Since it became clear that Joe Biden would be the Democratic presidential nominee, much of the focus has turned to who he will pick to be his running mate. All of that is completely understandable. But a case can be made that who he chooses for that position will be less important than the people he nominates for cabinet positions.
Most recently, that has been highlighted by the actions of the current attorney general. Dropping the charges against Michael Flynn was not only a betrayal of justice. Barr’s actions have also done deep and lasting damage to the entire Department of Justice, as David Kurtz explains.
The Justice Department is being dismantled as an independent, broadly legitimate, respected component in service of the rule of law…
The impacts go far beyond the particulars of a given case or the tenure of a single compromised attorney general. Good lawyers leave the department, as we have already seen. Marginal lawyers cut corners, clip their wings, and acquiesce in the corruption in small, imperceptible ways. Up and coming lawyers steer clear of a hollowed-out Justice Department and the wrong kinds of people are drawn to it.
The effects are generational. The repairs to undo the damage are not swift and cannot be sped up.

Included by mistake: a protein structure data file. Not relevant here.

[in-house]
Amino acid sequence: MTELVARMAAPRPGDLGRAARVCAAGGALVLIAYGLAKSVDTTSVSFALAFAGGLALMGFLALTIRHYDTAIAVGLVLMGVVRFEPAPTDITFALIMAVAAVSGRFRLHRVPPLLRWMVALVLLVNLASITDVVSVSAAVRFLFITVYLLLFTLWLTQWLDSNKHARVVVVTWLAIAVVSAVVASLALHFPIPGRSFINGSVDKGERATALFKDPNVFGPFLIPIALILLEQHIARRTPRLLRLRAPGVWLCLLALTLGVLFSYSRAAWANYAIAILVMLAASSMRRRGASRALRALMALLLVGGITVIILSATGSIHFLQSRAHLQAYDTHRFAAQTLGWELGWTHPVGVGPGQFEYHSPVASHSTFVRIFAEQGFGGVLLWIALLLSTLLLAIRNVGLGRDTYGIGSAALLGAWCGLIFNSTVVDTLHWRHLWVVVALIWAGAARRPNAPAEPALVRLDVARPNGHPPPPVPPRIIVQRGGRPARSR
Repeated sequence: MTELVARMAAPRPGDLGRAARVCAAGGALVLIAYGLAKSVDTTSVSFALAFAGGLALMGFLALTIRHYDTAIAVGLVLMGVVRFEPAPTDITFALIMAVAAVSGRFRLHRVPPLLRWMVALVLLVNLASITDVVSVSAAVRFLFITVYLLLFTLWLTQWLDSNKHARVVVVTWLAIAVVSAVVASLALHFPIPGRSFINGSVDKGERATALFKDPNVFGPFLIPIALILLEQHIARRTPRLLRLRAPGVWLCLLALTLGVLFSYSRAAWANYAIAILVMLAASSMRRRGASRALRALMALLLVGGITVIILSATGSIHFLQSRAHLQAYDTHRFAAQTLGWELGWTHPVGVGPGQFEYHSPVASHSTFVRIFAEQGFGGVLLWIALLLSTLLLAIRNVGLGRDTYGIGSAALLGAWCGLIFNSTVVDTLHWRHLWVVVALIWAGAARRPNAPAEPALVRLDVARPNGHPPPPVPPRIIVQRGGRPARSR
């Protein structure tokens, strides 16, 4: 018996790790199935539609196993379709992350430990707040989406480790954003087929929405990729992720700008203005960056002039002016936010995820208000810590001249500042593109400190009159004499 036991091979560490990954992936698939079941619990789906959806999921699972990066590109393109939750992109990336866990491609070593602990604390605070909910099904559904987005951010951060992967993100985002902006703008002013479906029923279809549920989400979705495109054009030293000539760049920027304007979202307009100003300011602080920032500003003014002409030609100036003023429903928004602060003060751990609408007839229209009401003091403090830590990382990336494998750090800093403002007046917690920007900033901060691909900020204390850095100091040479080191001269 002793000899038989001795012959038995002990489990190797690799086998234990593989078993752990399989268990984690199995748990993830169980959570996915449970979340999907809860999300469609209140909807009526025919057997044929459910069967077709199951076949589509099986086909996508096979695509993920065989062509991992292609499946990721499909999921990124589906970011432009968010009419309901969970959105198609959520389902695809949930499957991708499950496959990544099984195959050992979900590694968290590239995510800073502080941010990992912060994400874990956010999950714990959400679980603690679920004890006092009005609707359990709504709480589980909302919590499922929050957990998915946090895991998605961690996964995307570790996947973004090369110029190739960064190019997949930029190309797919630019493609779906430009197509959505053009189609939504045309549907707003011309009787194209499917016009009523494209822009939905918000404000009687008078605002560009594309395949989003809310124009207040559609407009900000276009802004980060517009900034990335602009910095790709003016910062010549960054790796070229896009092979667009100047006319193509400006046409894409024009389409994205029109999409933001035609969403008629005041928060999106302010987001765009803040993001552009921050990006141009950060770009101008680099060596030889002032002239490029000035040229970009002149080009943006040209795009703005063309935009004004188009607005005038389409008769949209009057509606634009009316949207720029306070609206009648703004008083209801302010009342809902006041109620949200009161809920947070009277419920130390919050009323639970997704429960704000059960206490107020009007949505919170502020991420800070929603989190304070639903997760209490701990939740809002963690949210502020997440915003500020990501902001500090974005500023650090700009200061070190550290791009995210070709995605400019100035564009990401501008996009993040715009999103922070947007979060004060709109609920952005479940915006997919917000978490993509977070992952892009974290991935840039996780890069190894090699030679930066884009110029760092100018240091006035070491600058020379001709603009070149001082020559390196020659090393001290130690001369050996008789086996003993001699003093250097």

Should Biden become president, it will be his attorney general’s job to “undo the damage” of those generational effects—at least as much as possible.
But the problem goes way beyond the Justice Department. Especially since Trump has filled the federal bureaucracy with people whose only real skill is loyalty to him, the same thing is happening with Betsy DeVos at the Department of Education, Mike Pompeo at the State Department, Alex Azar at the Department of Health and Human Services, Sonny Perdue at the Department of Agriculture, Andrew Wheeler at EPA, Ben Carson at HUD. The list goes on.
In every case, the mission of those departments has been corrupted and put in service to Trump’s ego, while staffing has been hollowed out and norms discarded. On that last one, for years now we’ve been hearing about how our intelligence services have reduced the Presidential Daily Briefing to a couple of pages made up of charts and pictures, which Trump basically ignores. We also know that Trump has thrown out the norm of a wall of separation between the president and his attorney general.
This is where voters might have been wise in choosing Biden as the nominee. He has eight years of experience working in a functional administration, so he knows which norms are critical to reinstate and how to do so. But just as important is the fact that he has working experience with a host of people who are probably eager to step up to the plate and begin the process of repairing the damage. That isn’t limited to people who served in Obama’s cabinet, but all of the undersecretaries and staffers who played such critical roles in policy implementation.
I’m not suggesting that Biden should announce his cabinet picks before the election. There are very good reasons why candidates have chosen not to do so in the past. But ever since he entered the Democratic primary, I have thought that the former vice president’s biggest asset was that he would be ready to hit the ground running on day one. With our relationships around the globe in tatters and domestic affairs corrupted, that becomes a priority. Getting this country’s feet back on solid ground has to happen as quickly as possible in order for us to start moving forward.